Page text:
The South Carolina Supreme Court ruled Wednesday that a state law preventing anyone from moving a Confederate monument or changing the historical name of a street or building without the Legislature's permission is legal.
But in the same ruling, the justices struck down a requirement that two-thirds of the General Assembly must approve a move or name change.
The unanimous decision keeps intact South Carolina's Heritage Act, which has stopped colleges and local governments from removing statues honoring Civil War soldiers or segregationists even as other areas of the South took them down after protests sparked by the killing of African American George Floyd last year by white police officers in Minnesota.
The law was passed in 2000 as part of a compromise to remove the Confederate flag from atop the South Carolina Statehouse dome. The rebel banner was moved to a pole on the capitol lawn, where it flew until 2015 when lawmakers removed it after nine Black church members were killed in a racist massacre at a Charleston church.
One of the people who sued lawmakers over the Heritage Act is the widow of state Sen. Clementa Pinckney, the pastor at Emanuel AME church in Charleston who died in the attack.
The law specifically protects monuments from 10 wars — from the Revolutionary War to the Persian Gulf War. It also protects monuments honoring African Americans and Native Americans as well as a catchall phrase of “any historic figure or historic event.”
Jennifer Pinkney has pointed out that means she couldn't make changes to a monument to her late husband unveiled this year without asking lawmakers for permission.
Days after the Confederate flag was removed in 2015, South Carolina legislative leaders vowed they would not approve the removal of any other statues or renaming of buildings under the Heritage Act and have kept their word.
South Carolina Senate President Harvey Peeler said in the summer of 2020 that “changing the name of a stack of bricks and mortar is at the bottom of my to-do list.”
He issued another statement Wednesday: “The protections over all of our state’s monuments and statues were ruled constitutional and they will remain in place.”
House Speaker Jay Lucas said in 2015 that no other changes would be considered while he was the chamber's leader. After Wednesday's ruling he again repeated that promise.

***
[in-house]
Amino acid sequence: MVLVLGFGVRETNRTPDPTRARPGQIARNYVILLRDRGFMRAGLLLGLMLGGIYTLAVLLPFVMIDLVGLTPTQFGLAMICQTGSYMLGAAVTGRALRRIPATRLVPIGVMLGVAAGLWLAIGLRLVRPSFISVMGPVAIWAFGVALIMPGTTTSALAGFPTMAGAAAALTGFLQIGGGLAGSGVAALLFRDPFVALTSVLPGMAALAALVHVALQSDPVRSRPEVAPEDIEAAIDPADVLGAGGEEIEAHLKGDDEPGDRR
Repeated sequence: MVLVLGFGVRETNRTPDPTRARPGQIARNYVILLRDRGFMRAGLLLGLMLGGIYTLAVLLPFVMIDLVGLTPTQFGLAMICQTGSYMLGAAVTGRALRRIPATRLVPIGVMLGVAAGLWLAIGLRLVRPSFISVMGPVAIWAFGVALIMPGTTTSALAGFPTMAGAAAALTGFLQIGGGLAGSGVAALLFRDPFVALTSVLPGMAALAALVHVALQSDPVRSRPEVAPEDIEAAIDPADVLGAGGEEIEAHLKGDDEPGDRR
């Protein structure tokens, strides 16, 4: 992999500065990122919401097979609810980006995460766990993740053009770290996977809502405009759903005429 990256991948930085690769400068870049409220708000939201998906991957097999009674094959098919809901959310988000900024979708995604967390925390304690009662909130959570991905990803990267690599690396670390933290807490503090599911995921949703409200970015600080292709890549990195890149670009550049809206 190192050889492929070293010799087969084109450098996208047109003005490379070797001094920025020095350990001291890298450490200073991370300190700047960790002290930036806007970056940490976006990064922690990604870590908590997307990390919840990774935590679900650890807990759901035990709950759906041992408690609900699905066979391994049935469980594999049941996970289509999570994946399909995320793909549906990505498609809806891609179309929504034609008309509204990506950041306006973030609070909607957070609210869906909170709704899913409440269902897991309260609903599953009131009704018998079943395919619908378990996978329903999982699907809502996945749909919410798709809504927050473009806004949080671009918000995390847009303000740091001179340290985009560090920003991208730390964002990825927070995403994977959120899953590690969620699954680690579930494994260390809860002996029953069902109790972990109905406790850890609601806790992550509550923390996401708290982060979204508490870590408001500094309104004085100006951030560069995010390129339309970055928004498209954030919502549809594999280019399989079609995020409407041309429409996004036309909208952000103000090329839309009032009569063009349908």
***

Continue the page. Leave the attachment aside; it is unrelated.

Lawmakers in 2021 refused to even take the first step toward requests to remove monuments like Orangeburg asking to remove a Confederate statue or change names like Clemson University asking to rename a building that currently honors the late U.S. Sen. “Pitchfork” Ben Tillman, who led violent racist mobs to stop Blacks from voting.
Left undecided after Wednesday's ruling is what might happen if a local government ignores the law. The act included no specific punishment for breaking it. Some Republicans have suggested taking away a local government or school's state funding, but that idea hasn't gained traction in the Legislature.
Charleston did remove a statue of former U.S. Vice President John Calhoun from a downtown park in 2020, arguing the city owned the statue and it was on private land so it didn’t fall under the law. Calhoun was a fierce defender of slavery with a racist view that Blacks were better off owned by other people.
Much of Wednesday's 22-page ruling traced the history of the 2000 compromise, praising it for soothing racial tensions in the state. It was signed by all justices, including Chief Justice Don Beatty, who is just the second African American to lead the high court.
“As individual citizens — even Justices — we might look back on these events and wish the negotiations had been handled differently. The reality, however, is the Heritage Act brought the Confederate flag down from atop the seat of South Carolina sovereignty," Associate Justice John Cannon Few wrote in the ruling.
The justices also rejected an argument that the Heritage Act broke what is called “home rule” in South Carolina and illegally let the General Assembly mettle in local affairs.
“They contend local governments are in a better position to act with regard to this subject because ‘they can be more responsive' to the thoughts of the community. This may be true, but Home Rule is not about who holds the better wisdom," Few wrote.
Even though the justices found the two-thirds requirement to remove or move a monument illegal, they upheld a clause in the law that said if any part was ruled unconstitutional, the rest would stand.